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Coronavirus — Global Live Information

Pandemic COVID-19: real-time counter

The statistics in this live stream was created by a doctor and programmer from South Korea. The live broadcast was started on January 26, 2020, and since January 30, it has been broadcasted without stopping. It provides live data on how much is a case of corona from all over the world. Many people are working to support this stream. Its goal is to provide basic information about the global pandemic situation.

Ongoing situation with SARS-CoV-2

Coronavirus is spreading rapidly around the world. Every day, it affects new countries and takes thousands of lives with it.

Experts believe that the actual number of COVID-19 cases may be significantly higher than reported, as many patients have been found to be asymptomatic while most countries still have problems with insufficient testing.

Despite most cases originally happened in mainland China, the United States, and Italy now have the highest number of confirmed cases. Spain, Germany, France, Iran, the United Kingdom, and Switzerland are on the list of the other seriously affected countries.

Coronavirus - global live information

The virus appeared in China in December 2019, killing about 3,300 people, but Italy and Spain get ahead on this factor earlier than in a month. The United States has become the leader in infection rates.

And almost all over the word the government introduces enforced quarantine for isolation precautions for coronavirus.

COVID-19 map of the Johns Hopkins Institute

COVID-19 map was first published on January 22. It was created to provide researchers, public health authorities, and the general public with a convenient tool for tracking an outbreak as it develops. All data collected and displayed are in free access through the GitHub repository along with the functional layers of the monitoring panel, which are now included in the ESRI Live Atlas.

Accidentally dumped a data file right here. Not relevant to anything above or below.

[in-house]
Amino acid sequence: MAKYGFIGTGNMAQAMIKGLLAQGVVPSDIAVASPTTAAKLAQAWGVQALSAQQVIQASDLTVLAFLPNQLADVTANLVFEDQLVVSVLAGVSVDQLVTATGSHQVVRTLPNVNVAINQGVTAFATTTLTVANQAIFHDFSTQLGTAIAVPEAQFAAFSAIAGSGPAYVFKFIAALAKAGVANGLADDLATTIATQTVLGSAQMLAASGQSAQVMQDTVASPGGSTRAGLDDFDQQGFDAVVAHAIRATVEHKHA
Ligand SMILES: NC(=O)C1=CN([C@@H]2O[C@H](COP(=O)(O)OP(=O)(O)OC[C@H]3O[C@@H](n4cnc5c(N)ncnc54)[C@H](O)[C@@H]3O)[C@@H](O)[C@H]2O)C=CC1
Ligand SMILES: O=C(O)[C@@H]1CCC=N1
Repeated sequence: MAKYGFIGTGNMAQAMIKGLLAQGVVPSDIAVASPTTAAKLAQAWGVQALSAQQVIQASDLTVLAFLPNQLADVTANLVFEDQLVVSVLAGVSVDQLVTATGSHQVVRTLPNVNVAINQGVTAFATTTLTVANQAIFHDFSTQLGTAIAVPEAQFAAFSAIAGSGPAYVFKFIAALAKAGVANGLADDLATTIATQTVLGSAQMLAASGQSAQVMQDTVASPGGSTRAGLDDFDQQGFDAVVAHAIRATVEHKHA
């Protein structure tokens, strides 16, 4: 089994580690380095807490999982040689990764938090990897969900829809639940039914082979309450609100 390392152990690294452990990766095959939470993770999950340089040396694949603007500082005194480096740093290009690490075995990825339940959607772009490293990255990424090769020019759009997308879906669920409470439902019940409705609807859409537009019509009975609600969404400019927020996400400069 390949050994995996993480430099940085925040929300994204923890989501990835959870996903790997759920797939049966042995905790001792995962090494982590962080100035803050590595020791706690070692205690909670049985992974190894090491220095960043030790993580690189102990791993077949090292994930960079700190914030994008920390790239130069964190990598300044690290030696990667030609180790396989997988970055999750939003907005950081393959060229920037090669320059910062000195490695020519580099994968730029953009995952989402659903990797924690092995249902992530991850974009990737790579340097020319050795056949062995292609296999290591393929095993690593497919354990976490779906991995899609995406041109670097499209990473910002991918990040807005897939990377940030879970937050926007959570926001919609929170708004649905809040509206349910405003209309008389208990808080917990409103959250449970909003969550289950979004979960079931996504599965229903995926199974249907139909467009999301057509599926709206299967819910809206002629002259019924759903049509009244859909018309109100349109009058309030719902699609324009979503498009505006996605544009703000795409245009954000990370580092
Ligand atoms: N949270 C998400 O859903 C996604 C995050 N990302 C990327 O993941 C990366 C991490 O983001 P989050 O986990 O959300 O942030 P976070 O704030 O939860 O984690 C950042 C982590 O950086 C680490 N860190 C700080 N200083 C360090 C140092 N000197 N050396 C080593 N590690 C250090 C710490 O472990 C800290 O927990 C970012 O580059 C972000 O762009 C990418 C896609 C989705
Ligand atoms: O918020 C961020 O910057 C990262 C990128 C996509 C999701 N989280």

Lauren Gardner, Professor of Civil Engineering and System Engineering at Johns Hopkins University, developed this dashboard together with his Ph.D. student, Ensign Dong.

Data from the World Health Organization

The World Health Organization (WHO) declared the human Coronavirus outbreak a global pandemic on March 11, 2020. An infectious disease is considered a pandemic when it’s easily transmissible from person to person in many parts of the world simultaneously.
The WHO said it took more than three months to reach the first 100 000 confirmed cases in the world.

In this situation, the WHO posts every day on the website a global report with full information about the information on infected and dead people.

Collected charts and statistic

Information from The Institute for Health Metrics and Evaluation (IHME)

The Institute for Health Metrics and Evaluation is an independent population health research center at UW Medicine, part of the University of Washington, that provides a rigorous and comparable measurement of the world’s most important health problems and evaluates the strategies used to address them. IHME makes this information freely available so that policymakers have the evidence they need to make informed decisions about how to allocate resources to best improve population health.
Due to the COVID-19 pandemic, they provide charts with global, live information.

Worldometers coronavirus data

To get full SARS-CoV-2 information, worldometers collects all data from official reports, straightforwardly from Government communications channels, or by implication media sources if it is a reliable source. This website refers to the source of each updated information. This live data information is made conceivable by the support of users from all over the world and the commitment of a team of analysts and researchers who confirm information from an ever-growing list of more than 5,000 sources.

Ourworldindata information

Only on the basis of clearly presented and well-documented data, governments, organizations, and individuals can stand against the SARS-CoV-2 pandemic. The goal of this resource is to present the best available data and clarify what can – and can not – be announced based on this data.

They provide articles with statistics and charts based on up-to-date information on the coronavirus.